Editor’s note: This article was originally written in the final weeks of our Spring 2020 semester. At the time of publishing, UC Berkeley is operating fully online, with students scattered across the globe, glued to our laptops for classes, internships, and social lives. In the US, this summer was one of reckoning, with the pandemic, mass protests for racial justice, wildfires, and an unprecedented economic crisis, all of which have brought the nation to its knees. Reading this article again, I can’t help but think about how deeply my own outlook on the world, this field, and my own self has changed since March. It is my hope that through the articles we publish this semester we can all learn more about what it means to be human, and how it brings us together rather than divides us. — Lillian
When Life Gives you Lemons…
Friday the 13th of March 2020: a clichéd ominous day turned out to be true for UC Berkeley students, who received the news that their campus activities would be moving online, alongside several of their peers around the nation. Soon afterwards, in-person classes ceased, and within a week or two administrative offices and research operations also stopped. The sudden, abrupt changes in the lives of faculty, staff, employees, and students became a great source of stress. Students would have to learn to study from home, away from friends and the social atmosphere they had grown close to. Faculty would have to completely adapt their curricula to fit the framework of online learning. Added fears of infection by a deadly virus served only to increase the amount of stress all these individuals felt.
And it’s not just Berkeley. Globally, the world entered a state of panic. Mainstream media outlets report that death tolls are climbing into the tens of thousands in the US. The unemployment rate is at levels we haven’t seen since the Great Depression. And while social distancing does help to mitigate infections due to interactions, it also fuels mental anxiety by removing many of our ways of coping with stress and forcing us into unfamiliar atmospheres.
We think of stress as a largely negative thing. Nobody wants to be stressed out; we would all love to live chilled out lives and be our happiest, most relaxed selves all the time. But stress is actually a very important biological response to external stimuli, making it one of the primary reasons that humans have become such a dominant species.
Animals evolved stress responses to keep themselves alive. We like to think of it as a “fight-or-flight” in response to an external threat; we either stand our ground and fight back, or we run away and live to fight another day. Short term stress, which triggers the fight-or-flight response is called acute stress, and is an essential part of life. Within the autonomic nervous system (which primarily controls involuntary action) is the sympathetic branch, the division responsible for controlling the fight-or-flight response. This is one of the reasons why you cannot voluntarily “force” yourself to respond to stressors, your body does this automatically.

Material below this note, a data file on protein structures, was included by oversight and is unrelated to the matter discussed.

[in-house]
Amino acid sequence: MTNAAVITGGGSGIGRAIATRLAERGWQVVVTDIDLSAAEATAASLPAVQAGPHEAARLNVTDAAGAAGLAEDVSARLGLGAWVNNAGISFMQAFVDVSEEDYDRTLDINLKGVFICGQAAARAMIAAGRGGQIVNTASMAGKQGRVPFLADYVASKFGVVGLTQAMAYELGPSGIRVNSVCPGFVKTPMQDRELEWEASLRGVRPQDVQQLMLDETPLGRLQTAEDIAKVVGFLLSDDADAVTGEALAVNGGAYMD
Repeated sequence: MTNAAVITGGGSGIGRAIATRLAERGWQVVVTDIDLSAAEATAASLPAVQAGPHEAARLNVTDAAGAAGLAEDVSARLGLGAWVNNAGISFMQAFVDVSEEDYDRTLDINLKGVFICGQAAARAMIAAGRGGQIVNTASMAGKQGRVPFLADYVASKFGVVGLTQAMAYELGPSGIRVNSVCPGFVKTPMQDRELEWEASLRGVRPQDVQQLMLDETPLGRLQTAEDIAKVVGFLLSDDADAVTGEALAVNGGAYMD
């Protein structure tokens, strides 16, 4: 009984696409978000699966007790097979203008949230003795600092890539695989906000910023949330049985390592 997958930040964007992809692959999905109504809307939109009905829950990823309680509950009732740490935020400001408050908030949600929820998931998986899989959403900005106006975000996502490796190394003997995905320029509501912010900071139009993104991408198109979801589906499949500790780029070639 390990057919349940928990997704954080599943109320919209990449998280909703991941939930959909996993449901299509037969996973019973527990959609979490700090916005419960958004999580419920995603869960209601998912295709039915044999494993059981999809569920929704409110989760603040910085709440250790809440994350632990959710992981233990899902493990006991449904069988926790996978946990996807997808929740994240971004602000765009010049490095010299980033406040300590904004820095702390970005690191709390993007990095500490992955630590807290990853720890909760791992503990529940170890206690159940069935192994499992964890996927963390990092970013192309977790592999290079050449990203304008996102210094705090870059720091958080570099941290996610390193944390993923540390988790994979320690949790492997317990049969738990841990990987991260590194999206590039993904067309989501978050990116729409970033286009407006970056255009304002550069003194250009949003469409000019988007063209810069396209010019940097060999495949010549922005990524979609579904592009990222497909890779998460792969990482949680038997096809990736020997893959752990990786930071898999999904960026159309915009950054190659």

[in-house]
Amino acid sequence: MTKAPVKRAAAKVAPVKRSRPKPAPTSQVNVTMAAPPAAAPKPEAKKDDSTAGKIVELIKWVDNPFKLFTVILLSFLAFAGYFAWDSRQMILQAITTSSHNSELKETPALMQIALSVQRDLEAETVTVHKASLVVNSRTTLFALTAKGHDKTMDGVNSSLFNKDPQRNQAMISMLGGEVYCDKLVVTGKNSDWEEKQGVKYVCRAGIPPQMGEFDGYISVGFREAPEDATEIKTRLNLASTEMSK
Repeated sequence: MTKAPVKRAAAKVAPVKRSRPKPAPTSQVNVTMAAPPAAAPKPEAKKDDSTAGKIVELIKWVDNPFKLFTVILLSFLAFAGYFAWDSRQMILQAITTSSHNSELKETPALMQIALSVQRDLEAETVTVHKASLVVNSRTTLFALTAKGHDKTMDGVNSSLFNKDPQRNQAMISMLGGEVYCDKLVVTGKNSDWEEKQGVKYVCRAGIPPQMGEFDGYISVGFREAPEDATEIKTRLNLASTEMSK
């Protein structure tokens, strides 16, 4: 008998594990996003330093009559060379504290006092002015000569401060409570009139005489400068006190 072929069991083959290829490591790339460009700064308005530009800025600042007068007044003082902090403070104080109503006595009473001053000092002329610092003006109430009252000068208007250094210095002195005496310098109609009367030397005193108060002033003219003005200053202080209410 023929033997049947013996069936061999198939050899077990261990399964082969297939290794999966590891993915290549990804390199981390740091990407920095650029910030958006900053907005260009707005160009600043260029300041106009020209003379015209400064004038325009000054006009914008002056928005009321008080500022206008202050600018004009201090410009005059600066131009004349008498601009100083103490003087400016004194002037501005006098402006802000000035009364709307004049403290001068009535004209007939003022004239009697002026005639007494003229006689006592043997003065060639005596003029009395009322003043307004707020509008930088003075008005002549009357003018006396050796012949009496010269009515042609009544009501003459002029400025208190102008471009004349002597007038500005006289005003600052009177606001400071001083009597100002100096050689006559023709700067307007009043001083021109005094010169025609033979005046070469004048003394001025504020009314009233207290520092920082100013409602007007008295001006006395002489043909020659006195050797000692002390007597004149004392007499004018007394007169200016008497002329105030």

The fight-or-flight response is fueled by the neurotransmitter/hormone combination of norepinephrine and epinephrine. Norepinephrine, commonly known as noradrenaline, helps signals propagate through the sympathetic nervous system and stimulate bodily responses, like an elevated pulse. The stress response becomes prolonged when the adrenal glands (small organs that sit on top of the kidneys) release epinephrine directly into the bloodstream. This allows the stress response to be felt more powerfully throughout the body, and it ensures that we are adequately prepared for the entirety of a dangerous situation. In short, stress is here to keep us alive.
But too much stress is a bad thing. Another hormone, called cortisol, is also produced by the adrenal glands in response to stress. Cortisol production is stimulated by the activation of a stress response element called the HPA axis, which consists of three organs–the hypothalamus, the pituitary gland, and the adrenal glands. The hypothalamus works to maintain homeostasis (equilibrium) within the body, and when stressful elements persist for a long time it stimulates the pituitary gland to produce a chemical called ACTH. ACTH then travels down to the adrenal glands and stimulates cortisol production by the adrenal glands.
Cortisol works in a variety of different ways, but one of the most important consequences of cortisol production is suppression of the immune system. This can be good in periods of acute stress — in emergency situations such as escaping a predator– when you wouldn’t want to develop a fever and feel sick. But when stress is prolonged (chronic stress, as opposed to acute stress), the combined effects of too much epinephrine, norepinephrine, and cortisol in the body cause widespread health issues. Individuals who experience stress over long periods of time are more likely to have high blood pressure, heart disease, diabetes, and weaker immune systems, among many other health problems. So even though COVID-19 is already enough to be fearful of, “cabin fever” is definitely real and can lead to other health concerns.